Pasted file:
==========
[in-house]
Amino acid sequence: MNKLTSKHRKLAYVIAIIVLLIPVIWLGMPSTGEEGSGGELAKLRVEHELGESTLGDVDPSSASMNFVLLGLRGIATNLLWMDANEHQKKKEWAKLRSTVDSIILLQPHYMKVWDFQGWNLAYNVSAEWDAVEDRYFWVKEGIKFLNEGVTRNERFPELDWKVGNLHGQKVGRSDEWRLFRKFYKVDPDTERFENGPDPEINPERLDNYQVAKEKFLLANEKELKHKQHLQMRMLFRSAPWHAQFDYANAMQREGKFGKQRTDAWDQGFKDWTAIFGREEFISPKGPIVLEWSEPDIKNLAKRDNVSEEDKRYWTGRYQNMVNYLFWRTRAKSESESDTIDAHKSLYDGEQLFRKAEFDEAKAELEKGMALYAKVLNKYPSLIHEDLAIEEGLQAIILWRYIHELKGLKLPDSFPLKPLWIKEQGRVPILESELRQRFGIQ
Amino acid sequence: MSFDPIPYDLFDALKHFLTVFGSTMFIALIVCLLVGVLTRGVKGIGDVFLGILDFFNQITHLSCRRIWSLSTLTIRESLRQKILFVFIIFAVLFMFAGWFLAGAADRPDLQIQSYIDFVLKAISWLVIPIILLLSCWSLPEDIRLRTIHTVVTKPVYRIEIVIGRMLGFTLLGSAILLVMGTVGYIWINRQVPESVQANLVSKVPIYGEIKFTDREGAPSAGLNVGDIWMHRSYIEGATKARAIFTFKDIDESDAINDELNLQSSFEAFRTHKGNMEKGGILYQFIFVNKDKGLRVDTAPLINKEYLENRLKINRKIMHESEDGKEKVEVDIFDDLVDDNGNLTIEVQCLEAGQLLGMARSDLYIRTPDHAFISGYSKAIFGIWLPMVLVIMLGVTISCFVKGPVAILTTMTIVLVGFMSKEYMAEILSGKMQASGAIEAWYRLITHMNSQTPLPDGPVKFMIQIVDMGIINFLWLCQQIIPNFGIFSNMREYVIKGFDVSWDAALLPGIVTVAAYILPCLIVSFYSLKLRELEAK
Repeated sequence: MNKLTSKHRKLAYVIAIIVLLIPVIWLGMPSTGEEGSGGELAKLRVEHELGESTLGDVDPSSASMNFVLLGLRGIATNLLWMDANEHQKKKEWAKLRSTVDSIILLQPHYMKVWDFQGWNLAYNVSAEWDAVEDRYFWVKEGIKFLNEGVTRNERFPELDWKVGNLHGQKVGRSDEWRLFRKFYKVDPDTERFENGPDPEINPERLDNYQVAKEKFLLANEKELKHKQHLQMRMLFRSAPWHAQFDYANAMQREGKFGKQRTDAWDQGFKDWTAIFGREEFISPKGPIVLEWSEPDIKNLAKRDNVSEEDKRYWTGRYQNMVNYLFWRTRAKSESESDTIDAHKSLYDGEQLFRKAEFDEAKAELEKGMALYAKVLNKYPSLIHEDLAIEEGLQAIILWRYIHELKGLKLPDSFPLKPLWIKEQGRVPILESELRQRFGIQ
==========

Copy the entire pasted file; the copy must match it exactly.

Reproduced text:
[in-house]
Amino acid sequence: MNKLTSKHRKLAYVIAIIVLLIPVIWLGMPSTGEEGSGGELAKLRVEHELGESTLGDVDPSSASMNFVLLGLRGIATNLLWMDANEHQKKKEWAKLRSTVDSIILLQPHYMKVWDFQGWNLAYNVSAEWDAVEDRYFWVKEGIKFLNEGVTRNERFPELDWKVGNLHGQKVGRSDEWRLFRKFYKVDPDTERFENGPDPEINPERLDNYQVAKEKFLLANEKELKHKQHLQMRMLFRSAPWHAQFDYANAMQREGKFGKQRTDAWDQGFKDWTAIFGREEFISPKGPIVLEWSEPDIKNLAKRDNVSEEDKRYWTGRYQNMVNYLFWRTRAKSESESDTIDAHKSLYDGEQLFRKAEFDEAKAELEKGMALYAKVLNKYPSLIHEDLAIEEGLQAIILWRYIHELKGLKLPDSFPLKPLWIKEQGRVPILESELRQRFGIQ
Amino acid sequence: MSFDPIPYDLFDALKHFLTVFGSTMFIALIVCLLVGVLTRGVKGIGDVFLGILDFFNQITHLSCRRIWSLSTLTIRESLRQKILFVFIIFAVLFMFAGWFLAGAADRPDLQIQSYIDFVLKAISWLVIPIILLLSCWSLPEDIRLRTIHTVVTKPVYRIEIVIGRMLGFTLLGSAILLVMGTVGYIWINRQVPESVQANLVSKVPIYGEIKFTDREGAPSAGLNVGDIWMHRSYIEGATKARAIFTFKDIDESDAINDELNLQSSFEAFRTHKGNMEKGGILYQFIFVNKDKGLRVDTAPLINKEYLENRLKINRKIMHESEDGKEKVEVDIFDDLVDDNGNLTIEVQCLEAGQLLGMARSDLYIRTPDHAFISGYSKAIFGIWLPMVLVIMLGVTISCFVKGPVAILTTMTIVLVGFMSKEYMAEILSGKMQASGAIEAWYRLITHMNSQTPLPDGPVKFMIQIVDMGIINFLWLCQQIIPNFGIFSNMREYVIKGFDVSWDAALLPGIVTVAAYILPCLIVSFYSLKLRELEAK
Repeated sequence: MNKLTSKHRKLAYVIAIIVLLIPVIWLGMPSTGEEGSGGELAKLRVEHELGESTLGDVDPSSASMNFVLLGLRGIATNLLWMDANEHQKKKEWAKLRSTVDSIILLQPHYMKVWDFQGWNLAYNVSAEWDAVEDRYFWVKEGIKFLNEGVTRNERFPELDWKVGNLHGQKVGRSDEWRLFRKFYKVDPDTERFENGPDPEINPERLDNYQVAKEKFLLANEKELKHKQHLQMRMLFRSAPWHAQFDYANAMQREGKFGKQRTDAWDQGFKDWTAIFGREEFISPKGPIVLEWSEPDIKNLAKRDNVSEEDKRYWTGRYQNMVNYLFWRTRAKSESESDTIDAHKSLYDGEQLFRKAEFDEAKAELEKGMALYAKVLNKYPSLIHEDLAIEEGLQAIILWRYIHELKGLKLPDSFPLKPLWIKEQGRVPILESELRQRFGIQ